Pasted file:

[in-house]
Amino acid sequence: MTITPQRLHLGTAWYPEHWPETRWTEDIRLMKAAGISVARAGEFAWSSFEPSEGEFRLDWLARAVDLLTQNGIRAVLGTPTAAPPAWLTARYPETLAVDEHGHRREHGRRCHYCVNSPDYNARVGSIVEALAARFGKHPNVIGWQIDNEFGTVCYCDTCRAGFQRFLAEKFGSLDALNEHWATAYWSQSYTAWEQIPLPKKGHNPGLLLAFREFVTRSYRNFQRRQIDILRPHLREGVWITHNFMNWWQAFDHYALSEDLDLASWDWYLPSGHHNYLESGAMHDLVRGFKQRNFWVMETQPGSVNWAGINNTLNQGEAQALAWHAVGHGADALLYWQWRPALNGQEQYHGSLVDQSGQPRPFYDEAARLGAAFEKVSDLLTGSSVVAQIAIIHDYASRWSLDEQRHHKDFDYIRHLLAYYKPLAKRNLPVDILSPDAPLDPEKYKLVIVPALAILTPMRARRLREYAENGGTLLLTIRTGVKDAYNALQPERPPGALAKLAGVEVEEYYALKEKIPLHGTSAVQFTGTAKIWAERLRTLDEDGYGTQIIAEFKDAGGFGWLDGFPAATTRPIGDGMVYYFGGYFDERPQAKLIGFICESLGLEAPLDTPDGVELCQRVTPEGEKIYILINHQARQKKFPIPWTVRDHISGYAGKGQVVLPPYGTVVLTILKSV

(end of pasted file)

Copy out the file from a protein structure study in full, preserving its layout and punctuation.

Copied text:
[in-house]
Amino acid sequence: MTITPQRLHLGTAWYPEHWPETRWTEDIRLMKAAGISVARAGEFAWSSFEPSEGEFRLDWLARAVDLLTQNGIRAVLGTPTAAPPAWLTARYPETLAVDEHGHRREHGRRCHYCVNSPDYNARVGSIVEALAARFGKHPNVIGWQIDNEFGTVCYCDTCRAGFQRFLAEKFGSLDALNEHWATAYWSQSYTAWEQIPLPKKGHNPGLLLAFREFVTRSYRNFQRRQIDILRPHLREGVWITHNFMNWWQAFDHYALSEDLDLASWDWYLPSGHHNYLESGAMHDLVRGFKQRNFWVMETQPGSVNWAGINNTLNQGEAQALAWHAVGHGADALLYWQWRPALNGQEQYHGSLVDQSGQPRPFYDEAARLGAAFEKVSDLLTGSSVVAQIAIIHDYASRWSLDEQRHHKDFDYIRHLLAYYKPLAKRNLPVDILSPDAPLDPEKYKLVIVPALAILTPMRARRLREYAENGGTLLLTIRTGVKDAYNALQPERPPGALAKLAGVEVEEYYALKEKIPLHGTSAVQFTGTAKIWAERLRTLDEDGYGTQIIAEFKDAGGFGWLDGFPAATTRPIGDGMVYYFGGYFDERPQAKLIGFICESLGLEAPLDTPDGVELCQRVTPEGEKIYILINHQARQKKFPIPWTVRDHISGYAGKGQVVLPPYGTVVLTILKSV